A growing body of research shows that the behavior of peers has a significant influence on an individual’s energy-related decisions, whether it’s choosing to install solar panels or to purchase a hybrid vehicle. In short, personal energy choices can be contagious.
But why exactly that occurs is less clear.
In a new paper, an interdisciplinary team of scholars, including an economist at the Yale School of Forestry & Environmental Studies (F&ES), reviews the latest findings on the role of social influence and then illustrates pathways through which these insights might be used to promote more sustainable energy choices.
“The evidence on peer influence in energy has been growing but people haven’t connected it to theories in social psychology that can help provide a deeper understanding of how persuasion works, how that word of mouth works, and what are some of the channels by which peer influence makes an impact,” said Kenneth Gillingham, associate professor of environmental and energy economics at F&ES and corresponding author on the paper. “We wanted to bridge those fields of literatures so that we can better understand how peer effects and contagion work, why they work, and why they’re so powerful.”
The paper is published in the journal Nature Energy. The co-authors are Kimberly Wolske, a research associate and assistant professor at the University of Chicago’s Harris School of Public Policy, and P. Wesley Schultz, a professor of psychology at California State University, San Marcos.
In the paper, the authors review existing scholarship conducted across many disciplines — including economics, marketing, sociology, and psychology — on the influence of peer effects. Across these different fields, they write, researchers have found a basic tendency for the energy-related behaviors of individuals to be influenced by members of a peer group; sometimes this influence is an even more important factor than cost or convenience.
For instance, several studies have demonstrated that the chances of an individual deciding to install solar panels increases as more panels are installed in their neighborhood or region. (One study calculated that for each additional installation in one California zip code, the probability of another increased by 0.78 percentage points.)
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To better understand why this happens, the authors took a closer look at two areas of research on peer influence that offer important insights:
- Interpersonal communication and persuasion, which can include observation of energy choices (such as seeing solar panels on a neighbor’s roof), word-of-mouth communication, and the influence of trusted community leaders.
- Normative social influence, in which social norms are passively communicated as shared standards that constrain or guide the behavior within a group.
The authors find the extent to which peer influence affects behavior depends on several factors. These include characteristics of the individual in question (how much have they previously considered a behavior?), the strength of their relationship with their peers, how the individual learns from peer behavior (for example, through conversation, observation, or social comparison), and the depth at which the learned information is processed.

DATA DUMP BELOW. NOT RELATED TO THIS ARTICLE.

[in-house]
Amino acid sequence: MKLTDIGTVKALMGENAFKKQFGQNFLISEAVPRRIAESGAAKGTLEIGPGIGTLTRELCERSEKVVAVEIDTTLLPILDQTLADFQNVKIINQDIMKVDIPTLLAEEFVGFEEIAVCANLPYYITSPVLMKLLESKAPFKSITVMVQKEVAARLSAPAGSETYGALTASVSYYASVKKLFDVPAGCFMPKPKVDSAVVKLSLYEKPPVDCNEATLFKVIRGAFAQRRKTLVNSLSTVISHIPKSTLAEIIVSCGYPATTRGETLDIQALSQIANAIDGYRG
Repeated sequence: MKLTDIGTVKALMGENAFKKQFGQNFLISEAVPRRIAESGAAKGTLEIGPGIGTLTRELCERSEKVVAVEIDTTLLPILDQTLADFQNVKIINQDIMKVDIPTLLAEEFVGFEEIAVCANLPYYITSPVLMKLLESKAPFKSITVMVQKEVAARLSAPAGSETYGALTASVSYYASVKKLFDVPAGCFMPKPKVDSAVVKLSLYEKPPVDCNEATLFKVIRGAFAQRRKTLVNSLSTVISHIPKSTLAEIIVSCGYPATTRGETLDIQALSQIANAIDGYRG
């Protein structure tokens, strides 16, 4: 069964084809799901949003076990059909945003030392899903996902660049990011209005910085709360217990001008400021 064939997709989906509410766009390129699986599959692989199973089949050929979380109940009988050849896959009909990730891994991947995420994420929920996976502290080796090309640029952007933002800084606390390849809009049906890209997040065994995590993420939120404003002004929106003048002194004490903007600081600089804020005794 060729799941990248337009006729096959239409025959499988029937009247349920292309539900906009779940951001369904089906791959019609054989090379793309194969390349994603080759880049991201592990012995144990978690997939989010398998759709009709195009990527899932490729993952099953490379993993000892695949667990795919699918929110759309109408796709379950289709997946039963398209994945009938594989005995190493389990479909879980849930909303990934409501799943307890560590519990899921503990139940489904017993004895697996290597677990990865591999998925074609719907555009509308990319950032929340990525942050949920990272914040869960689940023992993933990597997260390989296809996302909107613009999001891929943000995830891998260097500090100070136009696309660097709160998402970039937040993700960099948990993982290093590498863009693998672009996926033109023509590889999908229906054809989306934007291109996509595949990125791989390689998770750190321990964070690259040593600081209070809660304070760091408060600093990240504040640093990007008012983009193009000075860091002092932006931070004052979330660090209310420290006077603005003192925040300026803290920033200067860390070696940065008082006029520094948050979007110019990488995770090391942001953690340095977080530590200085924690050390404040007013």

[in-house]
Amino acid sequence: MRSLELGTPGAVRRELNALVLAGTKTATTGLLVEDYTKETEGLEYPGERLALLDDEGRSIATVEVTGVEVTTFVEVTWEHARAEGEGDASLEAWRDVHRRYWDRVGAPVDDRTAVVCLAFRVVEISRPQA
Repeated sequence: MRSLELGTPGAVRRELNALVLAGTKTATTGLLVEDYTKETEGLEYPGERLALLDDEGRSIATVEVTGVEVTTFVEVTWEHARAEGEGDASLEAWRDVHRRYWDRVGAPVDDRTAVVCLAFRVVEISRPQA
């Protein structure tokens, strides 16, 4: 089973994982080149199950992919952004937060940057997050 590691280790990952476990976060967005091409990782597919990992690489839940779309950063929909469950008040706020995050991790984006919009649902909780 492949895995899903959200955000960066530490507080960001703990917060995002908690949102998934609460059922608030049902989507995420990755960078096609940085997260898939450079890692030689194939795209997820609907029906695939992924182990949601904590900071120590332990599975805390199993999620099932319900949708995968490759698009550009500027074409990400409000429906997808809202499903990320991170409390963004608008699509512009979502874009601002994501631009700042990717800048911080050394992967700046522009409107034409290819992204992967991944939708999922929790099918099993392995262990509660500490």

“Based on our review of the literature, we hypothesize that certain combinations of these processes are more likely to lead to peer effects in energy than others, depending on the targeted behavior,” they write.
For instance, they expect that peer behavior has minimal impact when an individual already has strong beliefs about the behavior in question. If they don’t have strong opinions, peer influence can be more powerful.
Also, the effectiveness of different types of peer influence may depend on just how difficult the change in behavior will be.
“Receiving a home energy report that shows you consume more energy than your neighbors may be enough to encourage daily conservation,” Wolske said. “But we suspect it’s less likely to spur investment in durable goods like rooftop solar or electric vehicles.”
For behaviors with high upfront costs, people may be more likely to follow suit when they’ve had an opportunity to talk with existing owners of those technologies.
“Friends and family are often among the most trusted sources of information,” said Wolske. “Policies and programs that seek to promote low carbon technologies may benefit from enlisting the help of peers who have already adopted them.”
The authors suggest that future research should focus on identifying when during the decision-making process social influence is most impactful. They also call for more cross-disciplinary research into the role of peer effects.
“There are surprisingly few conversations across the disciplines about how insights from social psychology and other areas actually underpin the more aggregate findings of contagion in new energy technologies and behavior,” said Gillingham. “More interaction between these disciplines can really improve our understanding of why peer effects work and how they can be leveraged to achieve more sustainable energy choices.”